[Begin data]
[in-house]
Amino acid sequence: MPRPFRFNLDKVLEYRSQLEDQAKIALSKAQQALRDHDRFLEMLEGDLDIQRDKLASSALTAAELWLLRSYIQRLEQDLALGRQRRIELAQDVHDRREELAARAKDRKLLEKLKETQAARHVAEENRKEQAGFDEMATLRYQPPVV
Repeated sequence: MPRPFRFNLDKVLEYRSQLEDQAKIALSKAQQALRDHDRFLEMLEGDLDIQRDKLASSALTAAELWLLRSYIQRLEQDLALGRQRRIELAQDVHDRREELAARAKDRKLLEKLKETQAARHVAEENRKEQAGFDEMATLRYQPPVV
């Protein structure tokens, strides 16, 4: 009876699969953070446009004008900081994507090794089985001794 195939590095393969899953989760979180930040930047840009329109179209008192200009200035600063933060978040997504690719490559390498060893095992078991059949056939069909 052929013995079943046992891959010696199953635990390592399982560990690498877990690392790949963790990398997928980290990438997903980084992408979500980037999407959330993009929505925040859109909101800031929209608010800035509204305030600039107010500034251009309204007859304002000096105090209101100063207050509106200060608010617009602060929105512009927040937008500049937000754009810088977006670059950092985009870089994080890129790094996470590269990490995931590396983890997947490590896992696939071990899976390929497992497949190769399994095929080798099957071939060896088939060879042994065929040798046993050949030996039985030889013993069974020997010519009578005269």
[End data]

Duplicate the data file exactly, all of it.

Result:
[in-house]
Amino acid sequence: MPRPFRFNLDKVLEYRSQLEDQAKIALSKAQQALRDHDRFLEMLEGDLDIQRDKLASSALTAAELWLLRSYIQRLEQDLALGRQRRIELAQDVHDRREELAARAKDRKLLEKLKETQAARHVAEENRKEQAGFDEMATLRYQPPVV
Repeated sequence: MPRPFRFNLDKVLEYRSQLEDQAKIALSKAQQALRDHDRFLEMLEGDLDIQRDKLASSALTAAELWLLRSYIQRLEQDLALGRQRRIELAQDVHDRREELAARAKDRKLLEKLKETQAARHVAEENRKEQAGFDEMATLRYQPPVV
């Protein structure tokens, strides 16, 4: 009876699969953070446009004008900081994507090794089985001794 195939590095393969899953989760979180930040930047840009329109179209008192200009200035600063933060978040997504690719490559390498060893095992078991059949056939069909 052929013995079943046992891959010696199953635990390592399982560990690498877990690392790949963790990398997928980290990438997903980084992408979500980037999407959330993009929505925040859109909101800031929209608010800035509204305030600039107010500034251009309204007859304002000096105090209101100063207050509106200060608010617009602060929105512009927040937008500049937000754009810088977006670059950092985009870089994080890129790094996470590269990490995931590396983890997947490590896992696939071990899976390929497992497949190769399994095929080798099957071939060896088939060879042994065929040798046993050949030996039985030889013993069974020997010519009578005269």